Facebook and other online  social mediums are interesting to look at for psychologists because its both possible to study unique social phenomenon in the online world but also because behaviours online may help researchers understand behaviours offline. Perhaps in real life, people who are seen as “too social” are sometimes viewed as negatively as people who have just a few friends.

Read more: Too much of a good thing? The relationship between number of friends and interpersonal impressions on Facebook

CNN on Long and ParrisRead more: TIME article: How to lose Facebook friends the fastest.

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Facebook and Narcissism.. Is that flashy photo a mask for low self esteem?

By Erica Zaiser
A recent study by Soraya Mehdizadeh has made the news because it made an interesting connection between Facebook profiles and personality traits like narcissism. The study found that the more times a person checked Facebook, the higher they scored on narcissism. Also, there was a significant relationship between self-promotional content and narcissism scales. According to the study, for women self promotional content tended to include images of “revealing, flashy and adorned photos of their physical appearance” while for men, their “about me” descriptions highlighted their intelligence and wit. However, the study also finds that people with low self-esteem also check their Facebook pages more often.
The link between self-esteem and narcissism has been hard to understand for years despite ample research on both topics. According to a review done by Bossom and colleagues the problem in understanding the connections between narcissism and self-esteem is that some research has shown that narcissism is actually a mask to hide low self-esteem, but other research has failed to show this pattern. According to the review there are several subtypes of narcissism that have different relationships with self-esteem. Furthermore, the research on self-esteem shows that different aspects of the self may be being measured depending on the type of self-esteem measure being used.
The research on Facebook adds an interesting piece to the puzzle as it reveals the way in which both low self-esteem and narcissism are manifesting as the same behaviour on social networking site. The mask theory of narcissism (that it is used to mask low self-esteem) might make sense here as people’s grandiose view of themself is being broadcasted through constant use and updating of their Facebook profiles;  while a need for validation that goes along with deeper low self-esteem is driving them to seek  instant feedback (something Facebook can uniquely provide) from their friends.

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Super(ordinate) identities to the rescue!

 

By Erica Zaiser

For over a month now, 33 Chilean miners have been trapped 2,300 feet underground. Just recently a team of American miners went down to Chile to help the miners get out. This rescue mission is very complicated and may take months to complete. It would have been easy for the American mining team to have felt it was not their responsibility to help; freeing the miners will be a difficult, time consuming, and expensive task. However, the American team seems eager to assist. One reason they might be so willing to help the Chileans is because they identify in these circumstances not as Americans but as miners. Thus, their identities as miners acts as a a superordinate identity linking the American men and the the trapped Chileans together regardless of their different nationalities.

Plenty of research in psychology has shown that when you identify with a superordinate social identity prejudice is reduced and that superordinate identity salience can reduce conflict between groups. In the case of the miners, this feeling of a larger group membership (being a miner) may have helped inspire the helping behaviour of the American miners. In an interview with CNN, one of the American miners explained why it was no question that he and his team wanted to help the trapped Chileans, saying, “We have the ability to help them out, and that’s the whole reason we are here. Miners are miners; it doesn’t matter what country they are from.”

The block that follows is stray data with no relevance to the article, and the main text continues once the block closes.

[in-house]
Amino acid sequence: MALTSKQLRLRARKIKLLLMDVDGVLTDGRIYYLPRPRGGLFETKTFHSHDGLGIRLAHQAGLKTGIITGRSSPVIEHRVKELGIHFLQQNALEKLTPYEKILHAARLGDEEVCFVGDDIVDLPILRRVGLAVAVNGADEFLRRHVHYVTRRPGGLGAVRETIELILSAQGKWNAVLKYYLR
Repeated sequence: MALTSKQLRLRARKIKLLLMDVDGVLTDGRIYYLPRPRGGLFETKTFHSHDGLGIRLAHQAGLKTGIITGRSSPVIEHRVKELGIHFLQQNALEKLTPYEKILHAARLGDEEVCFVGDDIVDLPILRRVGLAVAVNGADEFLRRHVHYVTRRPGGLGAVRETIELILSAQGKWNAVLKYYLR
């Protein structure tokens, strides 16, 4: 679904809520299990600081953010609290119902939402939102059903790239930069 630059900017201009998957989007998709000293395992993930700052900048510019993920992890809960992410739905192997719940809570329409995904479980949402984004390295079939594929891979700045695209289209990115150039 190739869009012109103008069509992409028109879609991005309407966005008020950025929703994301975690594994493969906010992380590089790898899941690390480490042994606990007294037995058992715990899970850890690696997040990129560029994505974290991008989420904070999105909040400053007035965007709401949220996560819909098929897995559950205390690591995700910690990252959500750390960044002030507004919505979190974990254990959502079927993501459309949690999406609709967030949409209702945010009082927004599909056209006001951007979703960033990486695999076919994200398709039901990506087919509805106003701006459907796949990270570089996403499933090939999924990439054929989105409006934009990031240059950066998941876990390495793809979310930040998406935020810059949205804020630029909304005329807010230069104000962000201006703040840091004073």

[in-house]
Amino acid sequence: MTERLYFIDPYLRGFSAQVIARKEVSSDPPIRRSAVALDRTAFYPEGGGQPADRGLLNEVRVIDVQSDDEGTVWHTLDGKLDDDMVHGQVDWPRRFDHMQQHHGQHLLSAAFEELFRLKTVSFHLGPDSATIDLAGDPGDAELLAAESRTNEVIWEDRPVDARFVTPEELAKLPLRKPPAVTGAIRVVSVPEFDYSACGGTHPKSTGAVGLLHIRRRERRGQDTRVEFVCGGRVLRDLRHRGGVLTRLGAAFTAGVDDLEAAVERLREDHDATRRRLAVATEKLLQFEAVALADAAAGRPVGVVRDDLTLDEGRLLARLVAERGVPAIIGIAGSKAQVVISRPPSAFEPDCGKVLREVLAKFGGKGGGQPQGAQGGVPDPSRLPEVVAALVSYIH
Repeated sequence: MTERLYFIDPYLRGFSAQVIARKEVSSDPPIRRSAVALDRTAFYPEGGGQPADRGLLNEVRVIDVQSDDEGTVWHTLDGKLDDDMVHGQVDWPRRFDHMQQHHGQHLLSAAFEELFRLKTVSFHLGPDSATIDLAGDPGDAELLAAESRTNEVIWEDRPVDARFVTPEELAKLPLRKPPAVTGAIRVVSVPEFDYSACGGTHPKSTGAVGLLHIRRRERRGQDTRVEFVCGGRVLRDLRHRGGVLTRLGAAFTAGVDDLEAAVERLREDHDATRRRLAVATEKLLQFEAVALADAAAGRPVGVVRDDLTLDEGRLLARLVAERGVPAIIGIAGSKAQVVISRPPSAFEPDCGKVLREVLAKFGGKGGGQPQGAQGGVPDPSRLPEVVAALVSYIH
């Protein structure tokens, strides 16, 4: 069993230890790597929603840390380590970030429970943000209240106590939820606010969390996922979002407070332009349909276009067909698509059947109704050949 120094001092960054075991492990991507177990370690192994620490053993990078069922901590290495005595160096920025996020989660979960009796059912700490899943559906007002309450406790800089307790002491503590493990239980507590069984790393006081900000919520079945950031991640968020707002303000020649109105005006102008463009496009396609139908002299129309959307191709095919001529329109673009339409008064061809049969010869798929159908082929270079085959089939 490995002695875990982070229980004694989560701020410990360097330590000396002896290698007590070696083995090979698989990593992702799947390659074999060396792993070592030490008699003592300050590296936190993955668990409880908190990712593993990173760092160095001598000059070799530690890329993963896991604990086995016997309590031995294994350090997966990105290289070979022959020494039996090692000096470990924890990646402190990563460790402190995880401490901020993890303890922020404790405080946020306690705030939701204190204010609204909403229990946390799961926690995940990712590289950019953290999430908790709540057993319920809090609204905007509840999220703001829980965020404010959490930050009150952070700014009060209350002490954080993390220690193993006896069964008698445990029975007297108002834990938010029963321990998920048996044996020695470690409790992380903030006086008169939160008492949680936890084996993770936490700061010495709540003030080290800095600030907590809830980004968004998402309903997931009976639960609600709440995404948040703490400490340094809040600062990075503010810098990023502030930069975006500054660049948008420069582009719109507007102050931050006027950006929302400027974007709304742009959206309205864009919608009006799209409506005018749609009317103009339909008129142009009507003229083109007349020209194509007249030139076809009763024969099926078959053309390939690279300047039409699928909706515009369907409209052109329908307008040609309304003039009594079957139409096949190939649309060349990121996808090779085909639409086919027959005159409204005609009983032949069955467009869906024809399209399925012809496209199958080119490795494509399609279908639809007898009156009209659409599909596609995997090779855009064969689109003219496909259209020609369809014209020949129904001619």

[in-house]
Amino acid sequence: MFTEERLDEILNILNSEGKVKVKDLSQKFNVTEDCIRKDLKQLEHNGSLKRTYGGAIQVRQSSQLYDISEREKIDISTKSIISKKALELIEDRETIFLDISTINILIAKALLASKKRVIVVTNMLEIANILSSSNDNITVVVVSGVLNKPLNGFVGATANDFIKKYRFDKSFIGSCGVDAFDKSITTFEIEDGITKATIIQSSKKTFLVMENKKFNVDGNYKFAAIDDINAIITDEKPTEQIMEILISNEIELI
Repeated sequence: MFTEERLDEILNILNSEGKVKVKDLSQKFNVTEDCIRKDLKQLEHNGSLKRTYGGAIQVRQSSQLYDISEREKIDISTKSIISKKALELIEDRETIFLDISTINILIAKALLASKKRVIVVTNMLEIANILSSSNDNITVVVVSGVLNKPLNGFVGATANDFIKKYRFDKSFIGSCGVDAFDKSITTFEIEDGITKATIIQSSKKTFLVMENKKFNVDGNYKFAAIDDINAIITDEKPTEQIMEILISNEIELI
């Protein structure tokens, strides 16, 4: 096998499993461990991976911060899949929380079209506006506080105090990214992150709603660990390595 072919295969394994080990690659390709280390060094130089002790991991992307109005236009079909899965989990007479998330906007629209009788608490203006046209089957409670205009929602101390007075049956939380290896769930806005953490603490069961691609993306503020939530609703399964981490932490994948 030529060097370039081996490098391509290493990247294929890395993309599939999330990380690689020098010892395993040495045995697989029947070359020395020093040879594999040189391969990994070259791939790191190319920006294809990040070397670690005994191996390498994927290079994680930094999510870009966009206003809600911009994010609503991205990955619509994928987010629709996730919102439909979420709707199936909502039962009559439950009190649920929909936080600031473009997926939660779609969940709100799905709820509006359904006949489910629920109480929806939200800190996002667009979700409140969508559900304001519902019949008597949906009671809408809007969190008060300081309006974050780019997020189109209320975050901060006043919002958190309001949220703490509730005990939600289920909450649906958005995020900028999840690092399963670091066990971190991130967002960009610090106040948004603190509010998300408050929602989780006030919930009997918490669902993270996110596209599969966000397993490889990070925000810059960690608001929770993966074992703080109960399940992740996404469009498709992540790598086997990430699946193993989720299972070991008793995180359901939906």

Despite claims, children of same-sex parents doing no worse than other children

By Erica Zaiser

In Mexico the Supreme Court just decided to uphold gay adoption despite some arguments that children of gay parents are at risk of increased discrimination. Meanwhile, Australian senate hopeful, Wendy Francis, stated on her Twitter account that children of gay parents suffer from emotional abuse. She argues that gay parents deprive their children from having either a mother or a father and that this is tantamount to abuse. She isn’t the first politician to try to argue that homosexual couples should not be allowed to have children because non-straight parents can’t be as good as straight parents. However, there is little evidence to back up claims that children of gay parents are deprived or less well-adjusted than children from straight couples. In fact there is ample research showing just the opposite.

Beyond the research that has shown that gay and lesbian relationships are no less stable than heterosexual relationships, there is also research showing that the benefits children receive by being raised by two parents of opposite genders are the same for children of two same-sex parents. In fact if there are any differences, many researchers are now finding that gay parents might have even more well-adjusted children than some straight couples (especially when two women are raising a child). Very recent work looking at adopted children of gay couples versus adopted children of heterosexual couples finds that when examining their development and behaviour, children of gay couples do just as well. All this research supports what seems entirely obvious to me: children from two loving parents of any gender will probably turn out better than children of parents who don’t want them or can’t handle them. It does seem reasonable that on average children of gay couples would be even more well-adjusted than many other children because usually the choice to have children for a same-sex couple is very conscious and particularly, when adoption is involved, can require a great deal of time and resources. So, two parents who work so hard to have a child can’t possibly be worse than two parents who don’t really want a child in the first place but happen to fill the 1:1 male female quota that makes up a traditional “family.”

Emotional or Sexual Infidelity? If you have to pick one….